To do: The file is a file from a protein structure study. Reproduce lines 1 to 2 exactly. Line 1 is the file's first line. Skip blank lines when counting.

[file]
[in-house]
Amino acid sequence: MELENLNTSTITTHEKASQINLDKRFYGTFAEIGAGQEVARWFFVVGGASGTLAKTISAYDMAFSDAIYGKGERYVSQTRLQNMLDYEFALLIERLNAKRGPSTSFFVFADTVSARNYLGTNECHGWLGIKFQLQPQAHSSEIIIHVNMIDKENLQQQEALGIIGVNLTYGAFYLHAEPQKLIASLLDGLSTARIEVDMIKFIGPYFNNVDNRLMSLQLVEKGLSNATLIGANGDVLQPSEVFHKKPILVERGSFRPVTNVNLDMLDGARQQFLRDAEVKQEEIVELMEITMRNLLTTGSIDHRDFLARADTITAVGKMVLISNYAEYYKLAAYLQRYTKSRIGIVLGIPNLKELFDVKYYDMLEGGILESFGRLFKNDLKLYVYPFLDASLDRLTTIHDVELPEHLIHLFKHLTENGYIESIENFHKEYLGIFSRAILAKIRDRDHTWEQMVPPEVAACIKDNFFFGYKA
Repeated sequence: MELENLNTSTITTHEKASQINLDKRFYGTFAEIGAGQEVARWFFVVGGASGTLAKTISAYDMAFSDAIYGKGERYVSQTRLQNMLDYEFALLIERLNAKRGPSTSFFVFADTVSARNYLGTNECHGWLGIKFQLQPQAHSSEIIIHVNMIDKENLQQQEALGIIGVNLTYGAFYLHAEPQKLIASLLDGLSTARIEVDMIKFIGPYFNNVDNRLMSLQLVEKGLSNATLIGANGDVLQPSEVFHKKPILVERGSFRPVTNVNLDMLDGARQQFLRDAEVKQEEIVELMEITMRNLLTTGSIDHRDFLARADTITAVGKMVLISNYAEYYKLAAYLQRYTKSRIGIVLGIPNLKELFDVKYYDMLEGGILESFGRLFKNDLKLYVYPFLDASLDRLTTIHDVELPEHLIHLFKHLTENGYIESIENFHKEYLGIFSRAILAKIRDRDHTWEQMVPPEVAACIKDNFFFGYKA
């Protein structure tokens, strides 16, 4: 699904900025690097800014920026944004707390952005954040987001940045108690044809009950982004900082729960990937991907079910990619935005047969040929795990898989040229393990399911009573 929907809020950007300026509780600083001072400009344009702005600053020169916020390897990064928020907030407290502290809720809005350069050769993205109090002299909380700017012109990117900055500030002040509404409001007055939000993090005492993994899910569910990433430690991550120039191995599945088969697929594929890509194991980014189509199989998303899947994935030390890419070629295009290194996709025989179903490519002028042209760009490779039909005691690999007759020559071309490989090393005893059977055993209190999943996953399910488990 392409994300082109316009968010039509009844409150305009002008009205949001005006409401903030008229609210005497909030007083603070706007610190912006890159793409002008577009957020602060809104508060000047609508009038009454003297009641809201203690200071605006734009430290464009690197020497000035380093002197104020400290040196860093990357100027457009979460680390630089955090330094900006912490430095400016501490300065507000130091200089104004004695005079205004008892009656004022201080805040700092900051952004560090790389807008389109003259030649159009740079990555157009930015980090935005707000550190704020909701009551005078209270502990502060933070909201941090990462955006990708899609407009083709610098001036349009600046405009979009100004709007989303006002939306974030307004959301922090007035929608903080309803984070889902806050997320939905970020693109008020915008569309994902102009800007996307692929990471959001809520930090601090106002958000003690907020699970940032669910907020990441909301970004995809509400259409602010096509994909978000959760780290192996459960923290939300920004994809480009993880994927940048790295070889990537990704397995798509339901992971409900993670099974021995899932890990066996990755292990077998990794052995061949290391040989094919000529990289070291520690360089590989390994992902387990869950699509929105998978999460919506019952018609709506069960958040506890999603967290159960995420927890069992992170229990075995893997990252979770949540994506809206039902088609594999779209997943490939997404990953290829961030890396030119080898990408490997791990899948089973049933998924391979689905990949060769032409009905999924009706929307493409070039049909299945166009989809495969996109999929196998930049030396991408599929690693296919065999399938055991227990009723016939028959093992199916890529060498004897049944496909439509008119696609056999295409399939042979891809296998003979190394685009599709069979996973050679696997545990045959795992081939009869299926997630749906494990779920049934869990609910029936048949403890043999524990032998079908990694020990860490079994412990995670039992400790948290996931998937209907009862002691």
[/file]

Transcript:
[in-house]
Amino acid sequence: MELENLNTSTITTHEKASQINLDKRFYGTFAEIGAGQEVARWFFVVGGASGTLAKTISAYDMAFSDAIYGKGERYVSQTRLQNMLDYEFALLIERLNAKRGPSTSFFVFADTVSARNYLGTNECHGWLGIKFQLQPQAHSSEIIIHVNMIDKENLQQQEALGIIGVNLTYGAFYLHAEPQKLIASLLDGLSTARIEVDMIKFIGPYFNNVDNRLMSLQLVEKGLSNATLIGANGDVLQPSEVFHKKPILVERGSFRPVTNVNLDMLDGARQQFLRDAEVKQEEIVELMEITMRNLLTTGSIDHRDFLARADTITAVGKMVLISNYAEYYKLAAYLQRYTKSRIGIVLGIPNLKELFDVKYYDMLEGGILESFGRLFKNDLKLYVYPFLDASLDRLTTIHDVELPEHLIHLFKHLTENGYIESIENFHKEYLGIFSRAILAKIRDRDHTWEQMVPPEVAACIKDNFFFGYKA